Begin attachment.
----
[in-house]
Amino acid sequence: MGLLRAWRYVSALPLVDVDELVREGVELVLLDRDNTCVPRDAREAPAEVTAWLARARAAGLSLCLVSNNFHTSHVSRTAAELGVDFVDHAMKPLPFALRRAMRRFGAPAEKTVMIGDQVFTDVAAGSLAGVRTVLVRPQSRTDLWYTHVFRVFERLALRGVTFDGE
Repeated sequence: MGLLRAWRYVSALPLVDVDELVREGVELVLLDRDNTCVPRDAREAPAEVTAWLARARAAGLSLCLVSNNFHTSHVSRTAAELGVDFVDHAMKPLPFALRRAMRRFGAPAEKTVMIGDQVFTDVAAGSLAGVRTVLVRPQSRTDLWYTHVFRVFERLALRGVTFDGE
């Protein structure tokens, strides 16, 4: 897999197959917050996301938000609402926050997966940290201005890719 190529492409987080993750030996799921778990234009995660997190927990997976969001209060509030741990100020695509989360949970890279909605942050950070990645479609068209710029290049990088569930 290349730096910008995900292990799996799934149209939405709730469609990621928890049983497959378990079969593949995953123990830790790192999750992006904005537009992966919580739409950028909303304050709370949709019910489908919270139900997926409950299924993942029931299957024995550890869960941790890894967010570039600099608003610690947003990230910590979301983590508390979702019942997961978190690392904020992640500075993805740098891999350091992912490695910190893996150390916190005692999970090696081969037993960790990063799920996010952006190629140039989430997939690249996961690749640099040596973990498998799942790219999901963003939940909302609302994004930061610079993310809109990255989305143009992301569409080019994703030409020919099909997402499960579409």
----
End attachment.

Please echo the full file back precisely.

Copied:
[in-house]
Amino acid sequence: MGLLRAWRYVSALPLVDVDELVREGVELVLLDRDNTCVPRDAREAPAEVTAWLARARAAGLSLCLVSNNFHTSHVSRTAAELGVDFVDHAMKPLPFALRRAMRRFGAPAEKTVMIGDQVFTDVAAGSLAGVRTVLVRPQSRTDLWYTHVFRVFERLALRGVTFDGE
Repeated sequence: MGLLRAWRYVSALPLVDVDELVREGVELVLLDRDNTCVPRDAREAPAEVTAWLARARAAGLSLCLVSNNFHTSHVSRTAAELGVDFVDHAMKPLPFALRRAMRRFGAPAEKTVMIGDQVFTDVAAGSLAGVRTVLVRPQSRTDLWYTHVFRVFERLALRGVTFDGE
């Protein structure tokens, strides 16, 4: 897999197959917050996301938000609402926050997966940290201005890719 190529492409987080993750030996799921778990234009995660997190927990997976969001209060509030741990100020695509989360949970890279909605942050950070990645479609068209710029290049990088569930 290349730096910008995900292990799996799934149209939405709730469609990621928890049983497959378990079969593949995953123990830790790192999750992006904005537009992966919580739409950028909303304050709370949709019910489908919270139900997926409950299924993942029931299957024995550890869960941790890894967010570039600099608003610690947003990230910590979301983590508390979702019942997961978190690392904020992640500075993805740098891999350091992912490695910190893996150390916190005692999970090696081969037993960790990063799920996010952006190629140039989430997939690249996961690749640099040596973990498998799942790219999901963003939940909302609302994004930061610079993310809109990255989305143009992301569409080019994703030409020919099909997402499960579409």